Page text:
Connect with us

People

Aussies in Asia: The Thai island life of media man Tim Newton

The Thaiger

Published

on

Aussies in Asia: The Thai island life of media man Tim Newton | The Thaiger

by Peter Olszewski

Featured in this week’s edition of mediaweek.com.au

There’s also a tropical island buzz about the way Thaiger conducts its business

What do you do if you’re a middle-aged entrepreneurial spirit, a self-confessed media junkie who’s put in 20 years in Australian radio, then invested in a Chinese boat-building business and went bust?

If you’re Tim Newton, you pack your bags and head for a tropical island like Phuket where you can eat cheap Thai food and hang up a shingle saying you’re in media business mode again, but fully embracing the digital world.

That was Newton’s move in 2012, and now, after some savvy moves, he’s heading Thaiger, which he launched basically as just an FM radio station in October 2016 when he and a friend bought the digital assets of the once print-heavy Phuket Gazette, which had shut up shop.

“They had run a weekly newspaper for 24 years,” Newton told Mediaweek.

“They decided to pack it up, turn the lights out and go home. But they’d had nearly 20 years of website growth and had also kicked off YouTube, Instagram, Facebook and Twitter.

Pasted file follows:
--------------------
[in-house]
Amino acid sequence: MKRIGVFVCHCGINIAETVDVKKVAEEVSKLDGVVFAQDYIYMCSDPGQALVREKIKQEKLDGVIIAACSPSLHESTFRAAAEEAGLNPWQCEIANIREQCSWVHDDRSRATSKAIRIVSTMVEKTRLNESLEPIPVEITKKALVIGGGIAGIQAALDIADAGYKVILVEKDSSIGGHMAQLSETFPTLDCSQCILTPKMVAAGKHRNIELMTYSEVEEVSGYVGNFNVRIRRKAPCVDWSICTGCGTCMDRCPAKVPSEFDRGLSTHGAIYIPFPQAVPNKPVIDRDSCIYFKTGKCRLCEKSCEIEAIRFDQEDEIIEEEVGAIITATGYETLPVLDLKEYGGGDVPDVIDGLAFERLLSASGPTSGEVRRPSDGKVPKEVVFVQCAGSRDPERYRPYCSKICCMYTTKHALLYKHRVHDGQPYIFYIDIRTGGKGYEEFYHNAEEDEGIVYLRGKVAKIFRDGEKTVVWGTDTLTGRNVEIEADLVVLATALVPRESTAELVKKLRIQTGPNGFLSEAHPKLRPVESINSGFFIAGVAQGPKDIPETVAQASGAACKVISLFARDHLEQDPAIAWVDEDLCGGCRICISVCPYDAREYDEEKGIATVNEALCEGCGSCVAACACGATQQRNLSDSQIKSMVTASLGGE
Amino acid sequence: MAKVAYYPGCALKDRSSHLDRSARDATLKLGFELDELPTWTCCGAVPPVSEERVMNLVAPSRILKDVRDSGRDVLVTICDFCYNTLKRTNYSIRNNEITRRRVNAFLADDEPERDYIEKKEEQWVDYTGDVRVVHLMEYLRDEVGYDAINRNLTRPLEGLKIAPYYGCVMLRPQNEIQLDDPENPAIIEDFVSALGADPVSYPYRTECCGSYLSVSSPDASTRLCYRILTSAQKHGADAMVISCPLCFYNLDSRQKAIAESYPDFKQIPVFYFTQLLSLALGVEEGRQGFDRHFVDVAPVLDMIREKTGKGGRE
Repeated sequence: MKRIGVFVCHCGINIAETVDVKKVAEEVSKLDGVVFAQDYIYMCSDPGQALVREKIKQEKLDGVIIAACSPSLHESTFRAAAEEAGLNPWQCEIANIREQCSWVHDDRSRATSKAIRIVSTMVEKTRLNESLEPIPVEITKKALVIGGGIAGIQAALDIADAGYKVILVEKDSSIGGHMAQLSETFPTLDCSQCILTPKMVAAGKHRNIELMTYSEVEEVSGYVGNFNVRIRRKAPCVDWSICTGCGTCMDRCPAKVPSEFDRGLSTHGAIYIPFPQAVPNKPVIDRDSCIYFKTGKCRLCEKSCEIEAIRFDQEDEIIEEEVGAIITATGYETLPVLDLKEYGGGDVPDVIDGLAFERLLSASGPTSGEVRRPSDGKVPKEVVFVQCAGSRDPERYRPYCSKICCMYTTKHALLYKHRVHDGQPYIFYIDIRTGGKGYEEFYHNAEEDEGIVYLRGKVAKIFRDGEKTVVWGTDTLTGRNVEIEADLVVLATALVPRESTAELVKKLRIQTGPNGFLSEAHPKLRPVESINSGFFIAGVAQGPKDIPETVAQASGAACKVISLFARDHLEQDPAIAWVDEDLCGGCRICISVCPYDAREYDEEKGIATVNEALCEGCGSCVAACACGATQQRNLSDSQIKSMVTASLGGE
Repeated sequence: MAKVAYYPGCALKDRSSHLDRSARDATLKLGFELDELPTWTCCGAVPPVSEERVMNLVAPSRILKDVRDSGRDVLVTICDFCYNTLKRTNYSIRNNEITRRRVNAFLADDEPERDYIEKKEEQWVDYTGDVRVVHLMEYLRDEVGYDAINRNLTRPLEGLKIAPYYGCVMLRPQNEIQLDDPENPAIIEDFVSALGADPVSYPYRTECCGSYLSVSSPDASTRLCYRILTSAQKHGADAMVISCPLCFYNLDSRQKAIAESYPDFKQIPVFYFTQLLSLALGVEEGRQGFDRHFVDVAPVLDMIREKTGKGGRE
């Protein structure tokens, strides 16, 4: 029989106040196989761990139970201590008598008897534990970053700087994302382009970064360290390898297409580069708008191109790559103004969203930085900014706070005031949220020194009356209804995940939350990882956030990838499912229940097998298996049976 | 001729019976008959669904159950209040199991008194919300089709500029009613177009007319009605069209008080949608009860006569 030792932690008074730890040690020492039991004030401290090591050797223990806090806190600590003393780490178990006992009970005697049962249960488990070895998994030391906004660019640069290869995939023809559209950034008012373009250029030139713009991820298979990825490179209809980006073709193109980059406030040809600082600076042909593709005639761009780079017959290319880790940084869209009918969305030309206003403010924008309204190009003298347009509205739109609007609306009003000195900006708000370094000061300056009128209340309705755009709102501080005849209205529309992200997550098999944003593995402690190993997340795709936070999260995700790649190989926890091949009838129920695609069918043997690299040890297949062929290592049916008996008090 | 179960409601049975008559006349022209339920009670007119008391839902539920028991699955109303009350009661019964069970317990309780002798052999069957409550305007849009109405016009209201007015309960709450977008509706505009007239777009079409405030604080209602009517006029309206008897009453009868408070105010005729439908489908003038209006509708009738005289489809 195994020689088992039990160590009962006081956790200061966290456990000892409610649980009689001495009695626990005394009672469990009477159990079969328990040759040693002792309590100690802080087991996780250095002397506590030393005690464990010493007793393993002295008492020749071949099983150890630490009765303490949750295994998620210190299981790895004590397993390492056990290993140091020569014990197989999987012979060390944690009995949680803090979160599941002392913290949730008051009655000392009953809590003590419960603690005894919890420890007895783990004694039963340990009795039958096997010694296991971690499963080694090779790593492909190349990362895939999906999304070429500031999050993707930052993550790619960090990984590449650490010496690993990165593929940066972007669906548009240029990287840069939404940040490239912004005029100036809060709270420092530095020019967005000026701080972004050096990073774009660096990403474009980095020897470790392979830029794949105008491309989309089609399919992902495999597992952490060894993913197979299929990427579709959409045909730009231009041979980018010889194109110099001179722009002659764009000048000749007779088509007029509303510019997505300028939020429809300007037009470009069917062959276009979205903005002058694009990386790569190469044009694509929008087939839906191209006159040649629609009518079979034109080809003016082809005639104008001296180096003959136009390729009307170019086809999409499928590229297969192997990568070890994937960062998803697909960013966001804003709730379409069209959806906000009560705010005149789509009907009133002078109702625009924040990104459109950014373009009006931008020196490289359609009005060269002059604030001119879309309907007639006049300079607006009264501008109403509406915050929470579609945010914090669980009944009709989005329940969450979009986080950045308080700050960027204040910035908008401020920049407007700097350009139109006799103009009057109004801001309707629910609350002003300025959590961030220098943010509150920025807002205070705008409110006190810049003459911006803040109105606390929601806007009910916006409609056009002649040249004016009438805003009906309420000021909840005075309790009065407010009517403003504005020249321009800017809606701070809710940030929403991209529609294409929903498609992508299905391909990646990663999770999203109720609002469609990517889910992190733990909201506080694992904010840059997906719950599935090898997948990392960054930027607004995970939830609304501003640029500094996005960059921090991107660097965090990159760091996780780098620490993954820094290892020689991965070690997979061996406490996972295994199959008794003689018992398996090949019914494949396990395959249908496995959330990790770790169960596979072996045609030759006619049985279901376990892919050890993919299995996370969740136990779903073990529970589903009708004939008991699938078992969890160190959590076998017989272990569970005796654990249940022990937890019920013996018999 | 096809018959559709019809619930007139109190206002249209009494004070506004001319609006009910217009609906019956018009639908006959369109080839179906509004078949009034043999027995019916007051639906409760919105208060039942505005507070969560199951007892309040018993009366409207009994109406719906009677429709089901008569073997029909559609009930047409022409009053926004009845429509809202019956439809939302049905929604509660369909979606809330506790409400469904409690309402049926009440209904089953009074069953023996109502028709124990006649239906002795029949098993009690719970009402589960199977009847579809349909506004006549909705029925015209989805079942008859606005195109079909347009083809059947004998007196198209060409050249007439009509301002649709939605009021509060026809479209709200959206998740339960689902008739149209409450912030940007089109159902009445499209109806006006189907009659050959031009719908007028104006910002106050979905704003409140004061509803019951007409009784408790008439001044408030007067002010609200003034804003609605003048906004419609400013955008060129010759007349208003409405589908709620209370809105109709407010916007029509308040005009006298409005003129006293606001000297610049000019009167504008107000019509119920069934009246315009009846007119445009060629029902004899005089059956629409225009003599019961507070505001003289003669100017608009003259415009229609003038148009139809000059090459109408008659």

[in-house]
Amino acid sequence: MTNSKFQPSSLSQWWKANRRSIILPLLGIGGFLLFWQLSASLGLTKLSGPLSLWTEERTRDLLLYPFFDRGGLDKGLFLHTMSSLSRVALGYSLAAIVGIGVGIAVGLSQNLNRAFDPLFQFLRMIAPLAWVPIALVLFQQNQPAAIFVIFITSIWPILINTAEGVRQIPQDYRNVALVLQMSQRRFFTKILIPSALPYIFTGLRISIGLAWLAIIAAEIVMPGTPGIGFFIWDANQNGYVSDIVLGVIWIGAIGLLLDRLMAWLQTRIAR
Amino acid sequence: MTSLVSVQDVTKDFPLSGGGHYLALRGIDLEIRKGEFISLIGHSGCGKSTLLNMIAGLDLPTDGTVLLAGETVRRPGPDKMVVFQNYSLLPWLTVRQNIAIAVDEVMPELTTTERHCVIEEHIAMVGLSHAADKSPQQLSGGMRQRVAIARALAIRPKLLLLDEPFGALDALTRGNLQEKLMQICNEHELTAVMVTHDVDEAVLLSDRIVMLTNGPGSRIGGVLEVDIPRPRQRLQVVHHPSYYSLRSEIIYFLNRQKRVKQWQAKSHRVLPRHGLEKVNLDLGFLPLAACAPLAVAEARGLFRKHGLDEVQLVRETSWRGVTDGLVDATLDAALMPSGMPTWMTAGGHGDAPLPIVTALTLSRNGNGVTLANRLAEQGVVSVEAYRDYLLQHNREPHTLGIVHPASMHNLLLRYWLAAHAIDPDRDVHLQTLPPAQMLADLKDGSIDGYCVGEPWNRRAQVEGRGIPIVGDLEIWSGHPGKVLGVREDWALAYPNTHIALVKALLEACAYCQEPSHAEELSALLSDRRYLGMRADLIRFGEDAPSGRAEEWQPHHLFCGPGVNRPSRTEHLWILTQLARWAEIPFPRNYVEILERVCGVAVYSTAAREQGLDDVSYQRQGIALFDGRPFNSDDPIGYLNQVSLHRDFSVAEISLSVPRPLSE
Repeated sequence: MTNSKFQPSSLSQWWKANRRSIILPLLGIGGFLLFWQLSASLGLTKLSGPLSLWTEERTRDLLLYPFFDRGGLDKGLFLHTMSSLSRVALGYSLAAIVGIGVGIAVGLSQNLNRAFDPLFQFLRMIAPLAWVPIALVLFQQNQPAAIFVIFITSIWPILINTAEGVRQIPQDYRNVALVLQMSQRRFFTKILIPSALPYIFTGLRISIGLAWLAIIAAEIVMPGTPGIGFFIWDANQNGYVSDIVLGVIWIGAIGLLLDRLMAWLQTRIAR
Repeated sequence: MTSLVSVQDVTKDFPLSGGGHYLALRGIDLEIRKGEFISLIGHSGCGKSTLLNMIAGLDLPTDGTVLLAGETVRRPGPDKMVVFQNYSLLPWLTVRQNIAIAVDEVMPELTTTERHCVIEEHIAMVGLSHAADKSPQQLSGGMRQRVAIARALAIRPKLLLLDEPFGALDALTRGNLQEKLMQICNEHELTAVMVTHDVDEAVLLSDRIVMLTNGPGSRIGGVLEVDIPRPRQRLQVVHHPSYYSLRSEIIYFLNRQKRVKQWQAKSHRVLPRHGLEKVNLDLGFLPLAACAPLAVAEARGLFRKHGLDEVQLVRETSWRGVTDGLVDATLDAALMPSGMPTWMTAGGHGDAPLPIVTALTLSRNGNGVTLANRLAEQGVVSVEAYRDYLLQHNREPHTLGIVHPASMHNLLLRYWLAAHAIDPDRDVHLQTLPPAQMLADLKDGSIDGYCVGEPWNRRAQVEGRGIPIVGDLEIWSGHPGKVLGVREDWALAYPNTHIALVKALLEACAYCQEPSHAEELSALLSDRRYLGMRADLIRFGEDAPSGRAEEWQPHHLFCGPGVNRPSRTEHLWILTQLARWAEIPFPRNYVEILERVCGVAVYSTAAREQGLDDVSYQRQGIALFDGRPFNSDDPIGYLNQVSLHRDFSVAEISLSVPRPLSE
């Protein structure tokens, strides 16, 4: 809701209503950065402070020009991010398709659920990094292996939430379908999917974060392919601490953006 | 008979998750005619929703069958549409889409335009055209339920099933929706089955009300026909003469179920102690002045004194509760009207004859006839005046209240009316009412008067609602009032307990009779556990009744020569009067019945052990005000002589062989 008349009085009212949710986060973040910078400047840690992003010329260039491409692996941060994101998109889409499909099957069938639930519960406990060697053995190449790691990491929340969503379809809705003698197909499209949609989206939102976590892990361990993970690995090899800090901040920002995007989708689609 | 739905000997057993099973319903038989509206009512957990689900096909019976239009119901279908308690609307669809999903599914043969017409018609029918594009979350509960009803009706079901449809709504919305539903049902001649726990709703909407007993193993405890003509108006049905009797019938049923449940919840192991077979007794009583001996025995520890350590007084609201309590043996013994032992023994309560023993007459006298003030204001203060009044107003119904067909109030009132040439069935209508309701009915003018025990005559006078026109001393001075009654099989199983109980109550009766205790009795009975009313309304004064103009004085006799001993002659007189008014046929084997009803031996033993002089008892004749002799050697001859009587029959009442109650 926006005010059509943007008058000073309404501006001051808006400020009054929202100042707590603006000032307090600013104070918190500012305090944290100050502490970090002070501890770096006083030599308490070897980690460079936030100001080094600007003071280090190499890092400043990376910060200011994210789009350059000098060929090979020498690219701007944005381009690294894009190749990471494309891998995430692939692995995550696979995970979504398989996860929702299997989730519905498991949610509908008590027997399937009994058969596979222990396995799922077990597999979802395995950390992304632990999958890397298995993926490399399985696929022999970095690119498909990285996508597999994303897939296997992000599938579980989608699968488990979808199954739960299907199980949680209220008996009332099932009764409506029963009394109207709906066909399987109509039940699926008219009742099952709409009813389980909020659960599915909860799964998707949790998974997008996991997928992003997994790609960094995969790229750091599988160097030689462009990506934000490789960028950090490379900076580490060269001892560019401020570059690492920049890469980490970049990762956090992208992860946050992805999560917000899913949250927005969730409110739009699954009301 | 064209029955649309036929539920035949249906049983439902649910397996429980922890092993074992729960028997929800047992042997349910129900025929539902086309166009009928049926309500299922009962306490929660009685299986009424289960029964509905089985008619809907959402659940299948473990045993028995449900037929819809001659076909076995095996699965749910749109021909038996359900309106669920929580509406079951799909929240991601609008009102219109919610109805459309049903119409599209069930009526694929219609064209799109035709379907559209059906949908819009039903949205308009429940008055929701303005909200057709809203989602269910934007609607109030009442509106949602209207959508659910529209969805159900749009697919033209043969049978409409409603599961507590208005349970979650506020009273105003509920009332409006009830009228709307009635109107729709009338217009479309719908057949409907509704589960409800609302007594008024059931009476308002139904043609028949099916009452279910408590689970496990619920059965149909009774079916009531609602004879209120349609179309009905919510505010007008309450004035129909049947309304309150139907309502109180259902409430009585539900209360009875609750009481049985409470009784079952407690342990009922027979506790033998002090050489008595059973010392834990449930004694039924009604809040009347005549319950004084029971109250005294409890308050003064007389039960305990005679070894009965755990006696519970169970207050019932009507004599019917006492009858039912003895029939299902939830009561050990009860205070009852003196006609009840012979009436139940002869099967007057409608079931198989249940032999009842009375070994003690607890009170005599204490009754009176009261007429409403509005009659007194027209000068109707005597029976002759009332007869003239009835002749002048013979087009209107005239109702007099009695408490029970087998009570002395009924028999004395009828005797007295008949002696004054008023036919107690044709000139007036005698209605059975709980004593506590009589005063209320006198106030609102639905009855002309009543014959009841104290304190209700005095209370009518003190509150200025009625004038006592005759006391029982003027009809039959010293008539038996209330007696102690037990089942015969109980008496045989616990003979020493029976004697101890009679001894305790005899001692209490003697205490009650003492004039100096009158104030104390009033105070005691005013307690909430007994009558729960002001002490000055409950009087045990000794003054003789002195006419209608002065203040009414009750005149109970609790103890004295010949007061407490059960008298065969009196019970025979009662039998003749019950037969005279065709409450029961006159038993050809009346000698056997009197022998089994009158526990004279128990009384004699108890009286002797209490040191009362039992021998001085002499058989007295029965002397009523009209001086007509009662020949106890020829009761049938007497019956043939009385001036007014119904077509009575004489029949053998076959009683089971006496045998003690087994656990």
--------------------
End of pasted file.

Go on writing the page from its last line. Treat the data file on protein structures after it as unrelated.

“When The Thaiger bought the digital assets of Phuket Gazette in August 2017, we also took over the ongoing ‘story swap’ relationship that The Nation [national newspaper] and the Gazette had enjoyed before.

“The Thaiger and The Nation still share stories. The Nation provides the foundation for our national story coverage.”

In February this year Thaiger also collaborated with another online news service, Thai Visa, to further the TV news briefs Newton has also been doing.

“I’d tinkered with doing a daily TV news brief – about five minutes – with a previous employer,” he said.

“There was nothing else like it in Thailand at the time. I ended up doing about 700 episodes in total, the last 100 at The Thaiger in collaboration with Thai Visa, which was wanting to streamline a lot of its content and so outsourced its daily news to The Thaiger.

“At our peak the program was getting up to an average of 20,000 views a day. Once it reached about 60,000 views but, for a boutique news company, the leverage on meager resources was just too difficult to rationalise. We now do twice-weekly TV reports about various topical issues, which fit the flow of the ‘instant’ news cycle much better and are quicker to edit.”